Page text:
Sunday, January 23, 2022

IoT News of the Week for January 14th, 2022 – Stacy on IoT | Internet of Things news and analysis

DigiCert has partnered with IoT security firm Mocana . has acquiredCertificate management provider Digicert has acquired Mokana, a startup that uses its own proprietary networking protocol to track devices connected to the network. Mokana’s software runs on connected devices and helps companies gain visibility into their OT networks while simultaneously creating a secure route for communication. This ties in well with Digicert’s IT security offerings, which include encryption, certificate management, and more. It also continues the trend of IT security closer to OT security. I look forward to the day when there will be only one holistic view of security. (Digicert) — Stacy Higginbotham

Wirepass technology tapped for real-time nursing call systems: Intrex, a Virginia-based medical equipment company, will use wirepass radio technology to connect its Rhythmos nurse calling and patient monitoring systems. Wirepass creates a highly scalable, low-power mesh network that operates at a variety of frequencies. Wirepass gateways can manage thousands of nodes and can do so on battery power if needed, which means that devices and gateways can function in case of a power outage. Wirepass can also provide real-time location using less power than the cellular option. This means patients wearing a nurse calling device can press a button to get help and can be tracked through their device without the need for frequent battery changes. I’ve seen Wirepass win some really interesting deals outside of the traditional IoT connectivity space, and this is another. (wirepass) — Stacy Higginbotham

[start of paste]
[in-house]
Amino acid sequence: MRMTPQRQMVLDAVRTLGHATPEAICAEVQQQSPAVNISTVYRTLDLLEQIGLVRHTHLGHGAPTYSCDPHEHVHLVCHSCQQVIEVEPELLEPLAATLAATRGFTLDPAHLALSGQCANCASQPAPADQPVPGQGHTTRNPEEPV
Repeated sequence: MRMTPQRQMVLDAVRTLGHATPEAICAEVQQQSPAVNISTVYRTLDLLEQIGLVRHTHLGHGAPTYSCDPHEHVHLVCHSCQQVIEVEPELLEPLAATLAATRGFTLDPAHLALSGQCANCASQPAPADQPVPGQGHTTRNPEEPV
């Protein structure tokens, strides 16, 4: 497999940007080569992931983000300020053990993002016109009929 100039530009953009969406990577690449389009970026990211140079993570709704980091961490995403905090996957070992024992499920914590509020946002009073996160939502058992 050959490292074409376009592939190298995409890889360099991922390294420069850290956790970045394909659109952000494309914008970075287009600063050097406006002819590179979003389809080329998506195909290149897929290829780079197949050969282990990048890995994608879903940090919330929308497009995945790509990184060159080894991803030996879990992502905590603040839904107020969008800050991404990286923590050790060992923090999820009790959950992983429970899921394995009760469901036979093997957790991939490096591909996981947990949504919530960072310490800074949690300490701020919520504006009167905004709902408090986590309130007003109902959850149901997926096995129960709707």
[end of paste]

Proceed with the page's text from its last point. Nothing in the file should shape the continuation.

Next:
Honeywell adds OT software from Alcavio to its security suite: Honeywell has added a new feature to its security offerings thanks to a partnership with portfolio company Alcavio. Honeywell and Alcavio are launching the Honeywell Threat Defense Platform, which is designed to detect threats in the operational technology network of smart buildings. These threats include both ransomware and 0-day attacks. Alcavio’s software works by spoofing valuable network targets and leaving them open to attackers. When attackers hit a target, security teams get a notification. (Honeywell) — Stacy Higginbotham